Is a synopsis of a symposium a synopsium? :-)

by Michael S. Kaplan, published on 2006/02/05 03:11 -05:00, original URI:

The other day, when I talked about how I was Approaching linguiticalishnessality, a comment from Thierry Fontanelle of the MS Speech and Natural Language group pointed out that the quarterly symposium in computational linguistics held by Microsoft and the University of Washington was about to happen.

It did indeed happen this last Friday, and they were two fascinating talks, one on Unsupervised Acquisition of Ateso Morphology and the other on Locating, Recognizing, and Converting Interlinear Text on the Web.

I thought I'd say a few words about each. :-)

The second talk, given by William Lewis (a Visiting Assistant Professor, Dept. of Linguistics, UW), talked about a very interesting project trying to create a searchable database of interlinear text, a common format for linguistic samples. An example of such text (this one borrowed from the excellent talk I saw the week before from Rachel Hastings) is:

Llama-kuna   urqu-pi         ka-n

llama-PL     mountain-LOC    be-3sg

'There are llamas in the mountains'

Linguists are likely used to seeing this format known as Interlinear Glossed Text (IGT). The 'gloss' refers to that middle line, the one with the tags.

It is obviously not so easy to simply use an MSN Search or a Google query to find the large number of them available on the internet, so the ODIN (Online Database of INterlinear text) project is an attempt to bring in methodologies to find these IGT examples, get their language based on surrounding text, an catalog them so they can be easily searched later.

ODIN has at this point a very good rate of few false positives when detecting IGT it can catalog, but with a high cost in terms of false negatives (i.e. many valid cases are thrown away in order to be certain that the detected cases are definitely valid).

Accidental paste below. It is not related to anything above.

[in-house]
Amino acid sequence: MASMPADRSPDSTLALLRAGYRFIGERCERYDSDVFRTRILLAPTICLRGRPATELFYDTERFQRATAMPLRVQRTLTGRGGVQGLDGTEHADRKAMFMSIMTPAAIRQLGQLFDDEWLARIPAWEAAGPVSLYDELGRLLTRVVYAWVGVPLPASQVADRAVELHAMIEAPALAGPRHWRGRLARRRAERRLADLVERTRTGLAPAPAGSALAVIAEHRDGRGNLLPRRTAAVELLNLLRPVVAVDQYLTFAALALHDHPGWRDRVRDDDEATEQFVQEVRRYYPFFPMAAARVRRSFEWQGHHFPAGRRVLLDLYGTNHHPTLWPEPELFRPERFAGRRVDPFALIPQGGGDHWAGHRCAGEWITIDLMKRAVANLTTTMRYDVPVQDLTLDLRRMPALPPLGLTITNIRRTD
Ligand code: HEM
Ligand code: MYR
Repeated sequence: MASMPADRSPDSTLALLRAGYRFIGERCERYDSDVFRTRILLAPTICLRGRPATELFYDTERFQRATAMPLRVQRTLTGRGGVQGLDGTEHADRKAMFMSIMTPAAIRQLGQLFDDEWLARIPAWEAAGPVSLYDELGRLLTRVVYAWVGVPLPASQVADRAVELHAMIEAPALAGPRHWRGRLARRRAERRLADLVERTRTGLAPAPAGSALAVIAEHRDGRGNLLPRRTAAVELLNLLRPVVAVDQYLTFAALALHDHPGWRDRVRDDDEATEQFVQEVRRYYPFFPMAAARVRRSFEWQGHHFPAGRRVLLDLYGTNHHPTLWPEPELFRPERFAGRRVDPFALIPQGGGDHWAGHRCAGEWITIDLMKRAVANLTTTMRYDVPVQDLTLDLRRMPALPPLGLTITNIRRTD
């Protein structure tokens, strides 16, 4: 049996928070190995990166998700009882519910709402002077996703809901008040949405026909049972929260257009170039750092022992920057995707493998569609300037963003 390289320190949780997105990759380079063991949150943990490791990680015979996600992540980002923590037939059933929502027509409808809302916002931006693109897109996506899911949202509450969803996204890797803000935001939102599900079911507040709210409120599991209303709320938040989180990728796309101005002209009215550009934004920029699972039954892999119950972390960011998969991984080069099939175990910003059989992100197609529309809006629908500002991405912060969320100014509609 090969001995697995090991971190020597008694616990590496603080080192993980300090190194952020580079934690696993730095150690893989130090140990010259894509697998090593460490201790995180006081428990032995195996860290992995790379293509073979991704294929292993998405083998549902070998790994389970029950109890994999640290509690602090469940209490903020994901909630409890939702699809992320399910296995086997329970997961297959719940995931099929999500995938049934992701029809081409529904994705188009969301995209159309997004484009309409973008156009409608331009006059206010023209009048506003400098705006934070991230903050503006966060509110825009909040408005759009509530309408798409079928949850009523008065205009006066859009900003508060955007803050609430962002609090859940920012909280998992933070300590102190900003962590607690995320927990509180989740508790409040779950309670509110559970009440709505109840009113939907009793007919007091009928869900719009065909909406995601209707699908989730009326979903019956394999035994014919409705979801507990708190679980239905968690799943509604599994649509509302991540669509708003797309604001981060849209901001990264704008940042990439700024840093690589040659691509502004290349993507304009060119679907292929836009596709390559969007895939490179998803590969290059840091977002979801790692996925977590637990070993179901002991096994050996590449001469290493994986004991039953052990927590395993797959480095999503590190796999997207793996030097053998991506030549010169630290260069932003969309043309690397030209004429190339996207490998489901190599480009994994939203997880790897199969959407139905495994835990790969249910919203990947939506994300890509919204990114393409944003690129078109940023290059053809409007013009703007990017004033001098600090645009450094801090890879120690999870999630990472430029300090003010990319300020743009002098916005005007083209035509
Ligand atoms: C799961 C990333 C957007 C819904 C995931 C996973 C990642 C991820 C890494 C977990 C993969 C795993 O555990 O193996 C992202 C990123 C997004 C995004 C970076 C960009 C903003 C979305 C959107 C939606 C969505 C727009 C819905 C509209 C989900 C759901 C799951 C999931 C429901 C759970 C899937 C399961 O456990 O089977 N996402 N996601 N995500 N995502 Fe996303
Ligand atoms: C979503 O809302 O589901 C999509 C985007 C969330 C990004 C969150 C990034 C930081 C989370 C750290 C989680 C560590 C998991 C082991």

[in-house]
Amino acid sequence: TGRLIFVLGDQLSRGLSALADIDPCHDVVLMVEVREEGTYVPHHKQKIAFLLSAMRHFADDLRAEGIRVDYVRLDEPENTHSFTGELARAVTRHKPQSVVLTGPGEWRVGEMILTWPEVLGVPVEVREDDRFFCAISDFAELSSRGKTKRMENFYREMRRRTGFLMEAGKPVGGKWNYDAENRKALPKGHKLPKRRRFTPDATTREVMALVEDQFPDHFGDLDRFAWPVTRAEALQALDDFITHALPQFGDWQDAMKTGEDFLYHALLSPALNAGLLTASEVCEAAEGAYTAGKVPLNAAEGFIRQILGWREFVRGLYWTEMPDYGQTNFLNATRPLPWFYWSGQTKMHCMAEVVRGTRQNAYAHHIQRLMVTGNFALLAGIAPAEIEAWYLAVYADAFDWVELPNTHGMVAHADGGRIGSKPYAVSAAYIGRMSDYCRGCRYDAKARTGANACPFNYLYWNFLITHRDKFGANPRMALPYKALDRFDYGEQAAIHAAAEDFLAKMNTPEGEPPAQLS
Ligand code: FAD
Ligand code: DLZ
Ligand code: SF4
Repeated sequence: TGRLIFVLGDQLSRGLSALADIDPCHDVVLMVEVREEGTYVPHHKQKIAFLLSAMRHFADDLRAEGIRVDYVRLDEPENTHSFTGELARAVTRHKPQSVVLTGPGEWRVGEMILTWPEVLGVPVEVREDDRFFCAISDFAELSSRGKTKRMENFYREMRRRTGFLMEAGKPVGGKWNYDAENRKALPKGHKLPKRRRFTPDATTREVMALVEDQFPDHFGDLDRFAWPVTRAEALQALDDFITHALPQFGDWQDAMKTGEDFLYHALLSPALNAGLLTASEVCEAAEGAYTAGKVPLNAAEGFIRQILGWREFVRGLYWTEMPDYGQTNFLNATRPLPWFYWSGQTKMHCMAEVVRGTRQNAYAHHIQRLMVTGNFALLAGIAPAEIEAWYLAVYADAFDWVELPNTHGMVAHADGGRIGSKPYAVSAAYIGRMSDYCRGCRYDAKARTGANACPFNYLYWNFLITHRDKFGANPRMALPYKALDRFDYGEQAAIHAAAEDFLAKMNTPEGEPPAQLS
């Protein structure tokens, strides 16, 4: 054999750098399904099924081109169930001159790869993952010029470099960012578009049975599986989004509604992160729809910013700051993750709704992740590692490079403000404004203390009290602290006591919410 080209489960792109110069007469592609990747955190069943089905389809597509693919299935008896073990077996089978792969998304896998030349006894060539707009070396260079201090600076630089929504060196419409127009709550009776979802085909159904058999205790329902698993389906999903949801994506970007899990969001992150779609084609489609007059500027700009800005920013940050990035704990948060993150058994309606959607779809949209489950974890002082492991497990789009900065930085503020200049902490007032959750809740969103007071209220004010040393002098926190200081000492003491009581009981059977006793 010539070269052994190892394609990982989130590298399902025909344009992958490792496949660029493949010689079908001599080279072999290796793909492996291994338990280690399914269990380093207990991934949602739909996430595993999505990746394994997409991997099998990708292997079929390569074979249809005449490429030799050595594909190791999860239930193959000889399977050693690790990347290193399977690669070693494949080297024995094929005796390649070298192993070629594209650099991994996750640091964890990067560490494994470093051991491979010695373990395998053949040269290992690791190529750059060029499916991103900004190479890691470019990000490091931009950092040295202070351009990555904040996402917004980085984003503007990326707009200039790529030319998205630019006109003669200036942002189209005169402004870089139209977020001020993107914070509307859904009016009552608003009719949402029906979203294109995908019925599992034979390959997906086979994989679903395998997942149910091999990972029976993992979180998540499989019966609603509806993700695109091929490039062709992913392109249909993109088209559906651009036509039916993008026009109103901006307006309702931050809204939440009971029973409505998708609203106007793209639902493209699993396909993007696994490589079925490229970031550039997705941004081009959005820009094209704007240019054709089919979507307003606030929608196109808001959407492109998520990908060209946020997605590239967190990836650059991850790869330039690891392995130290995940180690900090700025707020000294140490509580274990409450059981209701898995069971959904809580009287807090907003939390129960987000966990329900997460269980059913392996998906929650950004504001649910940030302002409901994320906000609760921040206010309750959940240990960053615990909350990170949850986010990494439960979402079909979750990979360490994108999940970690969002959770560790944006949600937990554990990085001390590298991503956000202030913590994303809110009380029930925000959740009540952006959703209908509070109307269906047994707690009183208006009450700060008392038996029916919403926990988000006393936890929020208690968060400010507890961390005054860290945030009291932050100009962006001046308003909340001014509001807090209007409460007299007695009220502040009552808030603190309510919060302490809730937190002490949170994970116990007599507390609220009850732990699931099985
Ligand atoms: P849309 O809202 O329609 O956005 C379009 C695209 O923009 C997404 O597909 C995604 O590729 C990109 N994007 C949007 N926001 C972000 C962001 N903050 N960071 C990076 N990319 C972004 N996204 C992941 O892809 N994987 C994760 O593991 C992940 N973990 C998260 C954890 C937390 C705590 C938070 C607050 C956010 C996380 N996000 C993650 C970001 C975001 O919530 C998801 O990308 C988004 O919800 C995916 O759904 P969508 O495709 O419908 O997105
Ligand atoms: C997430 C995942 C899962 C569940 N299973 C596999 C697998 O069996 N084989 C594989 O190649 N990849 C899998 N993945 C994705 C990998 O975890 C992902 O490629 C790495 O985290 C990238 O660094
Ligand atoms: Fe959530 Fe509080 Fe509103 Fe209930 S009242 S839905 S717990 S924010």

One thing that I found to be very interesting (beyond the general negative feelings about what the PDF format has done to such searches difficult -- more on this another day!) was the great lengths that the project has to go to in order to find what is obviously a recognizably 'standard' way to represent information, probably due to the fact that there is no widely used, standard way of producing them (beyond creative use of the space bar to line up text, I mean).

It struck me that there should likely be features within products like Word that would make these things easier to regularize these things. In fact, with Word in Office 12 supporting PDF, there may be an awesome opportunity to try to make many of these issues easier to solve.

The first talk, given by Manuela Noske, a Software Localization Engineer for Windows, describes a fascinating attempt to take a corpus of ~460,000 alphanumeric tokens of Ateso, an Eastern Nilotic language using Linguistica v.2.0.4.

Manuela was honest about the fact that the results were not all that had been hoped for, in large part due to the lack of standardization of much of the language in terms of case markers, spelling, and several other morophological and phonemic issues. This is especially interesting given the huge efforts being made in Uganda to get the language online -- the lack of standardization would seemingly hinder efforts to understand Ateso usage more than a little bit!

Since most of the corpus is actually made up of Ateso periodicals, factors such as periodical styles or even author preferences cannot be discounted, and after the talk when I spoke with Manuela she suggested that these issues are definitely possible avenues to get around the limitations that Linguistica v.2.0.4 showed for such a language (more information from native speakers would also undoubtably help in weighing the importance of the differences).

During Q&A after the talk, one person pointed out how items like spell checkers often had a significant effect on such problems when they are widely used, as they actually enforce a standard on a language that is clearly struggling through such variations.